The risks associated with participation are negligible and the burden for the children is minimal. Apart from the visual assessment from 1 year CA onwards, the total program is standard care for children with (suspected) visual problems. Only the age at which this care is applied is advanced for this study, and the visual rehabilitation protocol has been structured in order to enable comparisons between children. There is a general burden for children to perform the study-specific assessments and for parents to accompany their children. A specific burden for parents of children in the intervention groups is the time and effort they are asked to invest in monitoring and logging the child’s daily practices in the home environment. Benefits for all preterm children are earlier visual assessments, general developmental support and, if applicable, earlier habilitation of a risk of VPD than is the case in conventional pediatric care (i.e. from 1-2 years CA instead of ~4 years CA).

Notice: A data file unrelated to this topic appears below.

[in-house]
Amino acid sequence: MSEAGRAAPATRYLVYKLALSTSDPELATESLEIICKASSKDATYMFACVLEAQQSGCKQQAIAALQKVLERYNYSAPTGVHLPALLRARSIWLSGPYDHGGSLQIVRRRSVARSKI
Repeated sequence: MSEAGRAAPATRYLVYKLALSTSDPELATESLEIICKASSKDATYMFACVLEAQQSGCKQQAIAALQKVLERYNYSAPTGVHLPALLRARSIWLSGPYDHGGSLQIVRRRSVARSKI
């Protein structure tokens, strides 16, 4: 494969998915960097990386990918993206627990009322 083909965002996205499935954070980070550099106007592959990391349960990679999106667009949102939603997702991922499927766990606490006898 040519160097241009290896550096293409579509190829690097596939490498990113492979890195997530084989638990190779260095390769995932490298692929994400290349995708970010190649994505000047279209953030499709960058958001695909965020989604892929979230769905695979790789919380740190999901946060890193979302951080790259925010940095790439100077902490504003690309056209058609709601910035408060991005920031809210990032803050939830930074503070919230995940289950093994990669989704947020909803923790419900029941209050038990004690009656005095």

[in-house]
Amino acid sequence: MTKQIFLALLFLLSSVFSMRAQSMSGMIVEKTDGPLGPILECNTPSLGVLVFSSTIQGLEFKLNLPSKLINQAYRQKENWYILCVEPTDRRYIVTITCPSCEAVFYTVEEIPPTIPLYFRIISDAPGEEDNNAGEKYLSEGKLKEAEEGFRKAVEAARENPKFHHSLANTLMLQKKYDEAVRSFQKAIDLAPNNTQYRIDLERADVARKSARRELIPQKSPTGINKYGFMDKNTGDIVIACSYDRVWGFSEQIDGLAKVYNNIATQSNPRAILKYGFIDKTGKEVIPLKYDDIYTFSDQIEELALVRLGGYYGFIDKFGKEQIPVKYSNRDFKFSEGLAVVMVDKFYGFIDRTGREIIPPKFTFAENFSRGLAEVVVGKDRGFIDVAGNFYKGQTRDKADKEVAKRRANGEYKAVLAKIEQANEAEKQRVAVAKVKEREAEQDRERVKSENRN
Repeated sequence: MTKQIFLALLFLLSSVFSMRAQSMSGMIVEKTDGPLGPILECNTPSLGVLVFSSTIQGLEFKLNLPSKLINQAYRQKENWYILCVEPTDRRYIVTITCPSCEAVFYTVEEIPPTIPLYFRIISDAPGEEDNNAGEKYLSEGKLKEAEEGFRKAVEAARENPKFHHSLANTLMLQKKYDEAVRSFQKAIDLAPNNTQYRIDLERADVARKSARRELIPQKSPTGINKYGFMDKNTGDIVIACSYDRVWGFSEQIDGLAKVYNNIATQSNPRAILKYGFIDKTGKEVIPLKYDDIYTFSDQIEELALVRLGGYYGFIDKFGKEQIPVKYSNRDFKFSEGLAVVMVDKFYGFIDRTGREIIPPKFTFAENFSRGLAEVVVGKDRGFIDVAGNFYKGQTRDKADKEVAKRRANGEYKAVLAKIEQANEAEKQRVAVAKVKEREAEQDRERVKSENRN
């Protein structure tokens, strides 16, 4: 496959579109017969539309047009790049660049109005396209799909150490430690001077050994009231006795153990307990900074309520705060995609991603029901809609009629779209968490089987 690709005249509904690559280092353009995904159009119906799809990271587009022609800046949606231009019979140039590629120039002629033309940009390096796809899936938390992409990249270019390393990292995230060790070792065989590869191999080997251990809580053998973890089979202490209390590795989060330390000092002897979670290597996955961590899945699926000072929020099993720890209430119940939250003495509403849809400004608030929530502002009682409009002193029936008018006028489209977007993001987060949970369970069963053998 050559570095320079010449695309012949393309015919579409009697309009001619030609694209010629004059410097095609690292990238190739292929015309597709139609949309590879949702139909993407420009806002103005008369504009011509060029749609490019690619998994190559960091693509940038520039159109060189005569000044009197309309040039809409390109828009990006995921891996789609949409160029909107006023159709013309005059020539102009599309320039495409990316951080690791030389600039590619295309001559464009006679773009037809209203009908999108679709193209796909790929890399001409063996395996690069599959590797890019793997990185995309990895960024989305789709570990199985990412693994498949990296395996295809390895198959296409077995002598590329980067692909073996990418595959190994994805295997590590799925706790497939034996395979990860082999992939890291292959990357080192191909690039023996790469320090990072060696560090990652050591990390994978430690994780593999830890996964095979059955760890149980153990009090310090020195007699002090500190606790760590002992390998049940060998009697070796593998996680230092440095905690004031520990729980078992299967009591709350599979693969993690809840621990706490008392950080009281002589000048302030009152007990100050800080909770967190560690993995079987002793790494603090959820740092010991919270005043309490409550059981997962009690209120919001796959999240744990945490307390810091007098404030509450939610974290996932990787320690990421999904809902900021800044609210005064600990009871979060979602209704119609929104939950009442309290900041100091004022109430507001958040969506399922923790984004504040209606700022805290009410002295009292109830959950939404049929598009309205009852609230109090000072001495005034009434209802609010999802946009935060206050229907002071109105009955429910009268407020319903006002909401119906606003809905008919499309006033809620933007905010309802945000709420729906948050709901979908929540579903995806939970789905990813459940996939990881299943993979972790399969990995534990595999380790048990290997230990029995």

Dissemination of the results will include publications in peer-reviewed scientific journals and use of the visual assessments and the intervention protocol in clinical practice. There are no restrictions in the publication policy. The investigators aim to publish all results obtained from the study unreservedly.
Our study adheres to the Research Code of Erasmus MC in which guidelines for publishing and authorships are defined (https://www6.erasmusmc.nl/cs-research/bijlagen/publiceren?reason=404).
Plans for granting public access to full protocol, dataset and statistical code
Public access to the full protocol will be given through this paper. All results will be published open access. The dataset will not be made publicly available given the patient identifying information it contains. Statistical code will be made available upon request.